But once you connect to a wireless access point at an airport lounge or café near the hotel where you’re staying, or slip a SIM card into your MiFi device in a country where the citizenry is routinely surveilled (some would argue that happens here too, but meh,) your confidential information could quickly become less confidential. And if you’re roving outside of your home country, you may be disappointed to find that, despite paying for access, many streaming service providers will refuse to provide you with access to the latest video and music due to licensing issues. I think we can agree that this sucks.
Welcome to another edition of Have Gear, Will Travel—this time, coming to you from beautiful British Columbia, Canada. While my partner’s finishing her degree for the next eight months in Vancouver, you and I will be roaming the countryside and mountains testing hardware and apps all over this rugged, gorgeous province—sound good? Good—let’s do this!
This week, we were supposed to talk about hardware-friendly carry-on bags and backpacks, but we’re not going to do that. The why of it is that the folks at Tom Bihn got in touch with me to say that they have a new travel bag in the works that they’re on the cusp of releasing. Given how much use I’ve gotten out of their products over the years, I feel that I wouldn’t be doing you a service if I didn’t hold up for long enough to take it for a spin and tell you what I think. Give me a few more weeks to sort it all out—I promise to have some backpack and carry-on suggestions ready to go in time for the holiday travel season.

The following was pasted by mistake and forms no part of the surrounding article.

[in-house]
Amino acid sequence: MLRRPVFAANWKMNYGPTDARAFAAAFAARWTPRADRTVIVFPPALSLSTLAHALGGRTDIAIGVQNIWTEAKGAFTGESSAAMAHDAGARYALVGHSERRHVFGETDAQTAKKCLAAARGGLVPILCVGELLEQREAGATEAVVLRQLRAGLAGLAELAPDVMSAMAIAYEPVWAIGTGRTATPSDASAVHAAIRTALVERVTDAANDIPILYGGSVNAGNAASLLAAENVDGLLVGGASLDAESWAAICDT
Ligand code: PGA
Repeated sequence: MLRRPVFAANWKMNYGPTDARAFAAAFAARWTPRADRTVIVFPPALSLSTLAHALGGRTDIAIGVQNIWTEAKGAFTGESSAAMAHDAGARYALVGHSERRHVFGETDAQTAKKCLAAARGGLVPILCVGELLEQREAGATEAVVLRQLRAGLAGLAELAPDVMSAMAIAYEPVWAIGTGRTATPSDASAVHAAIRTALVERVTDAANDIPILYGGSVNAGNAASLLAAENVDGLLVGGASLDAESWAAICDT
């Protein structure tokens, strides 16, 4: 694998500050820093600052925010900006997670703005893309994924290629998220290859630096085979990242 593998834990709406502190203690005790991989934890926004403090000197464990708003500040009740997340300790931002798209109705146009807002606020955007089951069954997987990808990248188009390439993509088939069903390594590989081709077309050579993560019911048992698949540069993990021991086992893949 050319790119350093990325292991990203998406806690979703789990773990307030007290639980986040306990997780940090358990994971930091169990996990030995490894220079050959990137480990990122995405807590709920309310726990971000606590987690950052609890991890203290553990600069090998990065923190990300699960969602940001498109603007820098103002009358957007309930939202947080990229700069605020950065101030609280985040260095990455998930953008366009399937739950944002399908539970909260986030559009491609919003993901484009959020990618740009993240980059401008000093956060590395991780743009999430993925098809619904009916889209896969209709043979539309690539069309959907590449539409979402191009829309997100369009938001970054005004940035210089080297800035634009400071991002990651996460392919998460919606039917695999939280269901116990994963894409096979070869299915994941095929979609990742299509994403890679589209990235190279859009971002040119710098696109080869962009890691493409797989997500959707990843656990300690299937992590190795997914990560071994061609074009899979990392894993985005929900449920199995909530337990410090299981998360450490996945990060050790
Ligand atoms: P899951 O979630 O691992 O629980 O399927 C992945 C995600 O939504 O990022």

West Nile virus, malaria, Dengue fever and, our latest bug-borne boogie man, Zika virus: They can all be transmitted by a single mosquito bite. Recent reports of more cases popping up can be concerning enough that you might reach for technology—and in the iTunes App Store, you’ll find a gazillion apps that promise to repel the little disease-carrying beggars with high-frequency sound. Unfortunately, they don’t work.
Two months ago, I promised to give you the lowdown on my favorite iOS language learning app. But there was a catch: at the time, I didn’t know which one to pick. So, I spent hours researching iOS language apps, both free and paid, before deciding on three to take for a spin: Duolingo, which is free to use, plus Babbel and Rosetta Stone, both of which come with a brief trial period, but require a monthly subscription thereafter. I dedicated myself to using each app for 20 minutes a day, on my iPhone or iPad, for two months, with the intention of uncovering which one I liked the most… or at the very least, which one ticked me off the least.
As great as Apple’s tablets, smartphones and computers are, nothing’s perfect. All hardware eventually fails. Your iPhone or MacBook can get lost or stolen. Files can be corrupted. If any of these things happen at a time when backing your data up to the cloud isn’t an option, you’re gonna have a bad day. For a guy like me, who travels as he works, one bad day’s worth of lost data can add up to a ton of lost revenue.
That’s why I always pack some additional hardware to make sure that I can back up my files, no matter where I roam. And if the external drives I rely on also allow me to bring a long a whack of music and movies to keep me occupied while I’m on a plane or train? All the better! Depending on whether I bring my 13-inch MacBook Pro with Retina Display or my 9.7-inch iPad Pro with me, you’ll find one of two backup solutions jammed into my backpack: LaCie’s Rugged RAID 4TB for my laptop, or SanDisk’s 200GB Connect Wireless Stick to use with my iPad and iPhone.